Finally, the canvas itself is so large you cannot see its entire surface at once. As your eye travels around the work it is continually interrupted by the irregular pattern, the irregular shape, and the color variations that your "color memory" cannot hold in true memory for you. This is really a "jumping" painting.

— Powers top

powersJohns picture

BLACK MAP by Jasper Johns

I just made it like I make things. I really have nothing to say about it.

— Johns

Johns is one of the founders of the Pop Art movement. The term is loosely and often inaccurately applied in our urgency to understand by classifying, but the use of so commonplace a subject as a map emphasizes the popular image involved. The map, 44 inches high by 70 inches wide, is executed as a charcoal drawing except for the southeastern states that are done in black oils. It is necessary to look sharply to make out the names of these southern states. They seem condemned to anonymity as if their names were unspeakable.

The names of the other states are clearly identified, but executed in a variety of lettering styles that are different in size, form, placement, and shading, a characteristic of Johns' treatment of letters and numbers.

In the West, the faint form of a hand is seen, as though California has been touched by a divine hand — or perhaps a commentary on those who think this is so.

The drawing area is sensitively shaded and textured with painterly strokes that often seem calligraphic. In addition to the calligraphic effect, an Oriental feeling is created by Johns' use of variation in the shades of black reminiscent of the Sumi ink painters of China and Japan, who recognize eight distinct shades of black.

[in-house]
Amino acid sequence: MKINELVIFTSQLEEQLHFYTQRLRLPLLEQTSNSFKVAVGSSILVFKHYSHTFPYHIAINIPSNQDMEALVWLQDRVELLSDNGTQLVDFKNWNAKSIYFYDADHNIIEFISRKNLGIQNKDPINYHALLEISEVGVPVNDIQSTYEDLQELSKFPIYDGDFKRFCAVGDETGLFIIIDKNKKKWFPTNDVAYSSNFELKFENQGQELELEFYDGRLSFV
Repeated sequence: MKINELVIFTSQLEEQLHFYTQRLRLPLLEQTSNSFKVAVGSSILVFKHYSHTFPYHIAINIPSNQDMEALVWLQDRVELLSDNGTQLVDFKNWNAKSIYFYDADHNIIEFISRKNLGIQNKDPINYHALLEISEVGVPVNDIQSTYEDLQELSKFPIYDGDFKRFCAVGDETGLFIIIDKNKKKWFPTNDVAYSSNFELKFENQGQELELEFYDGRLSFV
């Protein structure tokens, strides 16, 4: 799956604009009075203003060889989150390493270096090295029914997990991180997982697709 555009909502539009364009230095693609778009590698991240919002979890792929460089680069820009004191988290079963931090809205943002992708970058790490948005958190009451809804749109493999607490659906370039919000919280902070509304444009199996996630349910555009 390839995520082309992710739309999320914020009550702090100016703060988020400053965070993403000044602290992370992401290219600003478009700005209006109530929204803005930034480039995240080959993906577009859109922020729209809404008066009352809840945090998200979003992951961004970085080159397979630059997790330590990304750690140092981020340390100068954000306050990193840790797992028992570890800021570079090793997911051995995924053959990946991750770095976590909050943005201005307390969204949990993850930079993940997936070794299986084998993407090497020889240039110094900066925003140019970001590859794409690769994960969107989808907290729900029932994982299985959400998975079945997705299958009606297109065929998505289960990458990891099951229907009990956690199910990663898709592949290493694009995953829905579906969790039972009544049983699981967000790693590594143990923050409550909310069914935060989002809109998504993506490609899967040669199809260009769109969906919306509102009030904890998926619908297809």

This master artist has created a work of intense interest.

— Powers top

WOMAN by Willem de Kooning

The Woman has to do with the female painted through all the ages, all those idols. It did one thing for me: it eliminated composition, arrangement, relationships, light — all this silly talk about line, color and form... I think it had to do with the idea of the idol, the oracle, and above all the hilariousness of it — de Kooning in an interview in Location Magazine.

— de Kooning

powersDekooning picture

The title "Woman" is descriptive of many of de Kooning's paintings of the last 15 years. Although they vary widely in size, texture, shape, color, and feeling, all his work concerns different aspects of woman, chiefly the sensuous. Some critics find a violence in these paintings; I see a lightheartedness and something bordering on both humor and joy.

Bill once told me, "For hundreds of years, painter have been posing woman and painting her in the same way. A nude is posed barefooted, standing flat-footed and heavy on the ground, her hand on her hip and one knee bent. They did a wonderful job of that pose, and I don't want to paint it again. I think of a woman as being light, soaring upward, instead of attached heavily to the ground. I pose a nude in the highest heels made so she has an upward movement — then when I paint her, I leave out the shoes."

""Big Gains" has another dimension that de Kooning has worked with for years — it is painted on newspaper. In this painting, a one-column headline, "Big Gains Scored by Carolina Clan," and an adjoining civil rights article seem to have aroused a feeling of violence and the colors are bloody. A variety of other items show through the paint, all typically part of woman: There is an offer of merchandise for $9.99 (what woman was ever tempted by a $10 price?); a handbag clearly shows, and what woman ever goes anywhere without her handbag; significantly, the Births column shows through near the center of "Woman"; and the Deaths column ties in the violence of "Big Gains" and the inevitable end of man and woman.

— Powers top

powersHinman picture

VERTICAL WAVES by Charles Hinman